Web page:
Abstract 3000: Increased Human Urotensin II Levels are Correlated With Carotid Atherosclerosis in Essential Hypertension
Background: Circulating blood levels of human urotensin II (U-II), the most potent vasoconstrictor peptide identified to date, are increased in patients with essential hypertension. Our previous studies showed that U-II accelerates human macrophage foam cell formation and vascular smooth muscle cell proliferation, suggesting development of atherosclerotic plaque. In this study, we demonstrated a correlation between plasma U-II level and progression of atherosclerosis in hypertensive patients.
Methods and Results: The intima-media thickness (IMT) and plaque score in the carotid artery, blood pressure (BP), plasma levels of U-II, and atherosclerotic parameters were determined in 50 hypertensive patients and 31 normotensive controls. Plasma U-II level, max IMT, plaque score, systolic BP, and homeostasis model assessment for insulin resistance (HOMA-IR) were significantly greater in hypertensive patients than normotensive controls. Age, gender, body mass index, and serum levels of high-sensitive CRP, HDL and LDL cholesterols, small dense LDL, triglycerides, lipoprotein(a), insulin, and fasting plasma glucose level were not significantly different between the two groups. In all subjects, plasma U-II level showed significant positive correlations with systolic BP, max IMT, plaque score, and HOMA-IR. Multiple logistic regression analysis indicated that the contribution of plasma U-II levels to carotid plaque formation (plaque score > 1) was significantly still greater by 1.6-fold than those of established risk factors, such as age, systolic BP, high-sensitive CRP, small dense LDL, and HOMA-IR.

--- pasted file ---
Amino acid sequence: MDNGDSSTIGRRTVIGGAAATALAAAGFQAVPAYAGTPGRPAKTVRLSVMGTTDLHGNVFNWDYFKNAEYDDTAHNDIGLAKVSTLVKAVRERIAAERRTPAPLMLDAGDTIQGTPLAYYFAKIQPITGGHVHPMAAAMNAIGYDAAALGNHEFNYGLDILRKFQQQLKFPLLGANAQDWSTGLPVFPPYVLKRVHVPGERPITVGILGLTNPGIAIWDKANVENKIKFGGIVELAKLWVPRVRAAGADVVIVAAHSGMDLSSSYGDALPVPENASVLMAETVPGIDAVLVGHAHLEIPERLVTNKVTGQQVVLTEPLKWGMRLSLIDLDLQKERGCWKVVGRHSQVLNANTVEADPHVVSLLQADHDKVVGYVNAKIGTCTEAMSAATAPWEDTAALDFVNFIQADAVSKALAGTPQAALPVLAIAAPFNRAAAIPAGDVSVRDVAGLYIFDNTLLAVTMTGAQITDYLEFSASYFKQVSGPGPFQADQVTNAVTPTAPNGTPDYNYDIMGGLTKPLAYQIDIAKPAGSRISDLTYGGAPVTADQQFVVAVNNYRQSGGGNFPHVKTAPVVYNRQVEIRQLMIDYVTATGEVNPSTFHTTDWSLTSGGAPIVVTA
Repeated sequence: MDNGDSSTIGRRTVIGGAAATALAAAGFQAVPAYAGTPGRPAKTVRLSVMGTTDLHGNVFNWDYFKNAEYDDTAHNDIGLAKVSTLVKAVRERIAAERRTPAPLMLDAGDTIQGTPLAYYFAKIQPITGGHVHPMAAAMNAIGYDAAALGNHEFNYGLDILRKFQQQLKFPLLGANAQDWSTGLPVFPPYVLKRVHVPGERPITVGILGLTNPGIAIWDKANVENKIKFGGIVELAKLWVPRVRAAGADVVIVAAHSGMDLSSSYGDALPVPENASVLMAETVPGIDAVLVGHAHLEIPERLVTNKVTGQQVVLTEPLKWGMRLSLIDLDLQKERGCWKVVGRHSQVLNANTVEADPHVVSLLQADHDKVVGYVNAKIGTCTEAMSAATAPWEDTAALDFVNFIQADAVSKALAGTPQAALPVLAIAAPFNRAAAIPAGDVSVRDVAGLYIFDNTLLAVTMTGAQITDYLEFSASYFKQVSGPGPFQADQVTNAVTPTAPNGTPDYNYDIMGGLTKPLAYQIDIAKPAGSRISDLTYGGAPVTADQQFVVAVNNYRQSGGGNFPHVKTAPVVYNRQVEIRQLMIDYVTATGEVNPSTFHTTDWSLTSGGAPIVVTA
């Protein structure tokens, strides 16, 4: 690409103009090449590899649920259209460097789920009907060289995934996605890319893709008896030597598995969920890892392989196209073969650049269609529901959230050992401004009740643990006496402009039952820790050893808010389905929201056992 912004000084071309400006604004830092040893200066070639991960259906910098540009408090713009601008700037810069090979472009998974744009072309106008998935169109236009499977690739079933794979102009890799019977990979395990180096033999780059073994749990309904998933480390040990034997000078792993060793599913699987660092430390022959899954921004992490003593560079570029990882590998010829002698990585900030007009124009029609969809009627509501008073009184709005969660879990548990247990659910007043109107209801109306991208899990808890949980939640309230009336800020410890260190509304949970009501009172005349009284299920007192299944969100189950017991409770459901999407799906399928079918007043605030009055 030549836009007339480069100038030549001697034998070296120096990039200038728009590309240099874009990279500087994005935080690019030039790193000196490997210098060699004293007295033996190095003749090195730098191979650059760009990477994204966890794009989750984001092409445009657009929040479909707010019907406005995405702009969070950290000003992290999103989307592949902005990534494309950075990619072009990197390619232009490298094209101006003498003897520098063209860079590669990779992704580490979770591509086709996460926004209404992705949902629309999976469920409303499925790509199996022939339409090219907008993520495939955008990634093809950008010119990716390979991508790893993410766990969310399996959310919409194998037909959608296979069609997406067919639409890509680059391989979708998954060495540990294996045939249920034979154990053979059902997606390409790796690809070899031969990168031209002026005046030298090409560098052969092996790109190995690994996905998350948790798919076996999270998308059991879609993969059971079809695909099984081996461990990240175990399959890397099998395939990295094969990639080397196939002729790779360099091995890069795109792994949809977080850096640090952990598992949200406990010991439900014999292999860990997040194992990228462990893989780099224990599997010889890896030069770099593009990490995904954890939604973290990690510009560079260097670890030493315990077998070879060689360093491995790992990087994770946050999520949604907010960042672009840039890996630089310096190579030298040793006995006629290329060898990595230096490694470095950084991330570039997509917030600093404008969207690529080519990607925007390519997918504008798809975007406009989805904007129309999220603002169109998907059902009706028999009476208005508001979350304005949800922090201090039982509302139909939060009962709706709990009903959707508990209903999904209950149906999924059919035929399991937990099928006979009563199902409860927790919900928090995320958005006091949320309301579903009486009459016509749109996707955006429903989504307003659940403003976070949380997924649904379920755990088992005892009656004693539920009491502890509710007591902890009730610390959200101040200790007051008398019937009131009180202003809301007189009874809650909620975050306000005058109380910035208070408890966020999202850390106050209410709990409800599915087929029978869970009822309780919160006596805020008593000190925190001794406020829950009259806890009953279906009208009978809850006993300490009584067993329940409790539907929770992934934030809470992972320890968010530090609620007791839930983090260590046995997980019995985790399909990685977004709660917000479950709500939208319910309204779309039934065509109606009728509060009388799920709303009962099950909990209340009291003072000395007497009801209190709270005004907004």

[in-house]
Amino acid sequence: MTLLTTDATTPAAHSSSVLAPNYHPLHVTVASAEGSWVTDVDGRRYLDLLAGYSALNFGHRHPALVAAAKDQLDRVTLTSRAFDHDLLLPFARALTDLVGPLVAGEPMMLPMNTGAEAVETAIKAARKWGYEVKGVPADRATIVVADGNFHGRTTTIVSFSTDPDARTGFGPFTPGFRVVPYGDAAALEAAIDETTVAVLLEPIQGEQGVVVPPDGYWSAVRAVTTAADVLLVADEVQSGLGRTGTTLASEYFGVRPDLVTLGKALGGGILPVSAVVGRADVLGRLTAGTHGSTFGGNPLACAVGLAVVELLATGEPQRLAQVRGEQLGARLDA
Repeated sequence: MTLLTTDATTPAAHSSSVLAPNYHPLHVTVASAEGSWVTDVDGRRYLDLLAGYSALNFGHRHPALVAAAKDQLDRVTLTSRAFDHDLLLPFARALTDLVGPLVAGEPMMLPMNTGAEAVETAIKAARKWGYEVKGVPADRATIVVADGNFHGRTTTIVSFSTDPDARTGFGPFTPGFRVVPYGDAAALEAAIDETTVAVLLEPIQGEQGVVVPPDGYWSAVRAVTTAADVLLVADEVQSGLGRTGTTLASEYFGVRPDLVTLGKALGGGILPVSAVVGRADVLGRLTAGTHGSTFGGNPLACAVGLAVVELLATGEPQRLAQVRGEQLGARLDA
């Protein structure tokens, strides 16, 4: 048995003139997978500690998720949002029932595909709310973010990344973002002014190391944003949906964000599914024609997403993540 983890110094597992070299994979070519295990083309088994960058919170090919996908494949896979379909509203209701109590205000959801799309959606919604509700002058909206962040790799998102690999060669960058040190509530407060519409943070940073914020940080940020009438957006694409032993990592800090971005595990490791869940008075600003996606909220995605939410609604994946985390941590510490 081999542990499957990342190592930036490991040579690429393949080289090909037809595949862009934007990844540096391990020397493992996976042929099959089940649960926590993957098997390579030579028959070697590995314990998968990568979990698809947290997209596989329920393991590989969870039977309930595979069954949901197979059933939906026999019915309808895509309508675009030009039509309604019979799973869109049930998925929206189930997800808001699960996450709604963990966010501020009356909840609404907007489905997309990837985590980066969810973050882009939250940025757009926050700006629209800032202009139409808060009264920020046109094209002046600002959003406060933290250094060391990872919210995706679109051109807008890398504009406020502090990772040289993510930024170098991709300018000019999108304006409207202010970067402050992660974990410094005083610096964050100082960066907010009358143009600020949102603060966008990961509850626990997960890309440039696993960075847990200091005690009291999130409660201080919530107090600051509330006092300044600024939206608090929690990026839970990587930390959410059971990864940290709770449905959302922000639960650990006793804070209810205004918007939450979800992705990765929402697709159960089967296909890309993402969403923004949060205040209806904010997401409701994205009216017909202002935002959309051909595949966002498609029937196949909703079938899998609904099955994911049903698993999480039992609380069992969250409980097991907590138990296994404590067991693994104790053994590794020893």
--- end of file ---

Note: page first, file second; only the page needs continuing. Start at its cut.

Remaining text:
Conclusions: Our results suggest that increased levels of U-II may play a crucial role in the development of carotid atherosclerosis in hypertensive patients.